Top positive review
15 people found this helpful
ALL men are created equal, and FAIR trade instead of free trade
on 27 October 2006
For J. Stiglitz, it is a compelling moral case to make globalization work, especially for the poor and the developing countries.
The actual rules of the globalization game have been set by the developed countries in order to protect special individual, corporate and financial interests.
The author sees 6 areas where dramatic changes (with a huge potential of dramatic results) are necessary for the global well-being of our planet.
Poverty relief: it is a shame that billions of human beings are still living in abject conditions. Speaking of intellectual property rights in their face is a deadly joke.
Debt relief and legal help: diminish or eliminate the debt burden of the poorest countries and help the developing countries in creating environmental, judicial, anti-bribery and anti- bank secrecy laws in order to fight corruption.
Fair trade: a fair trade regime is one without subsidies and trade restrictions.
Limitation of liberalization: Markets are not perfect. Therefore, governments must have an active economic role (infrastructure, education, a sound financial and judicial system, a social safety net).
Environmental protection: measures to stop and reduce global warming
A global governance system: a new global social contract, an International Trade Tribunal, an International Bankruptcy Court, a new Global Monetary Reserve System.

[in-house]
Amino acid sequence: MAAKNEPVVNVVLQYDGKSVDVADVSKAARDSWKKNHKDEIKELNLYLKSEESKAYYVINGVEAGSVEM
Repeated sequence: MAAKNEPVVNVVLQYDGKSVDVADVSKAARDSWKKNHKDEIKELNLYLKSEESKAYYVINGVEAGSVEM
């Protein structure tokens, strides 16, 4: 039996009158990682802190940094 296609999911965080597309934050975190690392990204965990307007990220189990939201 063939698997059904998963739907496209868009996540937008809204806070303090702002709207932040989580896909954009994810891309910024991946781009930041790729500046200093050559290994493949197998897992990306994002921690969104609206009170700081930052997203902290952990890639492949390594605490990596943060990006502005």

The democratic deficit should be compensated by giving the developing countries more voice in the running of the IMF, the World Bank and the WTO. The draconic anti-Keynesian policies of the IMF should be stopped.
Overall, more transparency, less arms sales and certification of origin are needed.
All those measures should hugely benefit the developing AND the developed countries, although special interests would be hit. Hereafter, a few examples.
Elimination of agricultural subsidies would greatly benefit producers in developing countries and consumers in developed countries. Immigration would dramatically slow. There would be more legal than real fighting. And, last but not least, our planet could be saved.
J. Stiglitz stresses rightly that economic globalization outpaces the political one.
He is especially hard for his home country, `the deficit of last resort'.
This book, written by a superb free mind, should have a long lasting effect on world matters.
It is a must read for all those interested in the future of our planet.